Starring: Matt Damon, Hong Chau, Christoph Waltz
Director: Alexander Payne
Running Time: 135 mins
Downsizing is an American film about a man who decides to follow a new trend sweeping the globe by shrinking himself to five inches tall, allowing him to live in a miniature paradise free of the problems of the big world.
This is such a strange film, and one that’s really hard to form an overall opinion on. On the one hand, Downsizing is a fiercely original and unique comedy-drama, complete with strong performances in general and some both powerful and utterly enthralling moments. On the other hand, it’s occasionally an overlong, inconsistent and often even very preachy movie that just doesn’t manage to mix all of its brilliant ideas together and make one fully coherent film.
There’s a lot to talk about here, so I think I’ll start off with the one thing that’s most consistent through the whole film: the performances. In the lead role, Matt Damon is great as the everyman who finds himself taking such an enormous decision to enter the land of the small. It’s the sort of role that he fits really well, as not only does he pull off the likable character of the ordinary man, but he manages to make that character’s deeper and more dramatic moments all the more powerful, in the way that anyone a bit more ordinary just wouldn’t be able to.
The cast also includes a whole load of A-listers. Kristen Wiig is good as Damon’s wife, Christoph Waltz is pretty entertaining as his noisy neighbour (save for a slightly off-putting accent), but the real stand-out here is Hong Chau, who shines in the best performance of the whole film.
Although only being introduced to the movie about halfway through, Chau’s appearance in the movie completely changes things, and turns it from a quirky comedy-drama into something so much more heartfelt. Her role as a former Vietnamese refugee now working as a cleaner in the small world is one that opens the story up for so much more depth and drama, however it’s the fact that Chau is just so lovely and pleasant throughout, playing her character with real heart, that makes her stand out so much. She’s fantastically funny, very active and often outplays Matt Damon in most of the pair’s time on screen together, offering up one of the most magnetic and endlessly entertaining performances you’ll see all year.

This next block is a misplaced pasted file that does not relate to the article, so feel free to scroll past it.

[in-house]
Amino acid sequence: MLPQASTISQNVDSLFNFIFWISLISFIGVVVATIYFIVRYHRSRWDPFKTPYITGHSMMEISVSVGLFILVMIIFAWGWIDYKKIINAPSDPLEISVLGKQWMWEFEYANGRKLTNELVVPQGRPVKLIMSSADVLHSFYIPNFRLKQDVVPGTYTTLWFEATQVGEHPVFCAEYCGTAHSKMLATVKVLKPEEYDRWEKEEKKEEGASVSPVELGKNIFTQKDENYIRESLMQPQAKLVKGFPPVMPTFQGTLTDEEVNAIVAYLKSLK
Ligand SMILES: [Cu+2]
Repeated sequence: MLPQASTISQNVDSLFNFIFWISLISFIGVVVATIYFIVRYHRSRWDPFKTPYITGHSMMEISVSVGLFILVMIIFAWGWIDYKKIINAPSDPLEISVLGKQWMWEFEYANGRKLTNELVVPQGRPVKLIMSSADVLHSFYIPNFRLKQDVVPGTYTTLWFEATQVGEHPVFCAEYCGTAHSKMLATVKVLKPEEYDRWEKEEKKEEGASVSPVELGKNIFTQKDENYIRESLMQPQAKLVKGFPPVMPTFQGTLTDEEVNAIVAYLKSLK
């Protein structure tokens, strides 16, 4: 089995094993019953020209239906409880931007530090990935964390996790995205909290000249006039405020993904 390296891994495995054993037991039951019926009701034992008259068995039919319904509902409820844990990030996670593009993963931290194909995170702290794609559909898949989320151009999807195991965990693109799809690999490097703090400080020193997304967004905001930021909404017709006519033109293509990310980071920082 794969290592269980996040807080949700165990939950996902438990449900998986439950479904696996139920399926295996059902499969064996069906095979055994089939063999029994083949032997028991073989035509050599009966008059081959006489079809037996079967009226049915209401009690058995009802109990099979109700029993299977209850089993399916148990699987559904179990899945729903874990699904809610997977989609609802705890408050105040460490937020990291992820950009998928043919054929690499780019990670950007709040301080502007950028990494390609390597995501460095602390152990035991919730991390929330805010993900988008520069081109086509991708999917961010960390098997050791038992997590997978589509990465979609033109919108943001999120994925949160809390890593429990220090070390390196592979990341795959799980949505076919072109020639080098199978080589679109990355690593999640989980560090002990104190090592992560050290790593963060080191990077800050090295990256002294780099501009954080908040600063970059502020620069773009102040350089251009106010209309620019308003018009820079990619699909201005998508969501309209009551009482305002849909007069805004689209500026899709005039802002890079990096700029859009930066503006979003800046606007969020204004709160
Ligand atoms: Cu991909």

Now I think it’s time that we look at the story, where the film enters real hit-or-miss territory. The entire premise of the movie is fantastic, and the overarching idea behind the whole downsizing trend, centring on people being able to use their current resources and money to live in greater wealth in the smaller world, makes it a surprisingly convincing and often even appealing concept.
That’s in effect the purpose of the first half of the movie, as we watch Matt Damon and Kristen Wiig’s characters wrestle with the idea of downsizing themselves to get out of all their money troubles. In part, that’s interesting, but the first half really does drag on for too long as a simply quirky comedy-drama surrounding the idea of downsizing. While the comedy is good throughout, as are the performances, there’s not enough to the story in that first half beyond showing you how wonderful life as a small person could be, and I was really starting to tire of just watching that, hoping for something a bit more impressive.
Fortunately, that arrives in the form of Hong Chau’s appearance. When her character comes into play, the film completely changes from just a quirky premise into something that’s still hilarious, but now far more interesting and meaty. The relationship between Chau and Damon is delightful to watch throughout, and the way in which Alexander Payne manages to insert his textbook political satire is fantastic, offering up an intriguing and moving look into how the world can’t really be perfect, and centring on the theme of poverty and inequality.
I won’t reveal too much, because it’s really impressive to see that part of the story unfold, and it will definitely have you fully gripped for the best part of 40 minutes as the two characters find themselves in a completely new role in the land of the small.
Then the story takes another turn as we shift from Payne’s portrayal of poverty, to a significantly more environmental theme. Unfortunately, this is where the film began to lose me a little again, as the story’s environmental overtones and ideas just aren’t as well-founded as the ones about poverty earlier on. While it tries to make a strong point about climate change, it doesn’t do so convicingly enough, instead relying on the quirky and obscure events of the final act to make its points, which just isn’t as interesting.
While the film fortunately retains its sense of humour, and Payne’s political satire remains fairly strong, the final act rather unfortunately feels like a preachy call to arms rather than an objective and riveting insight into an important issue, and when that’s intertwined with what becomes an even more bizarre story in the final act, it’s nowhere near as easy to enjoy the movie as before.
On the whole, Downsizing is really a very strange film. There are moments about it that I hated, and felt dragged on for far too long at the expense of either entertaining or interesting storytelling, but there are also moments about it that I found really impressive. Its incredibly original story is something to behold, while the brilliant performances (particularly from Hong Chau and Matt Damon), strong comedy and genuinely moving middle portion all come together to make a film that’s far from perfect, but is so different that I won’t be forgetting it in a long while, and that’s why I’m giving it a 7.7.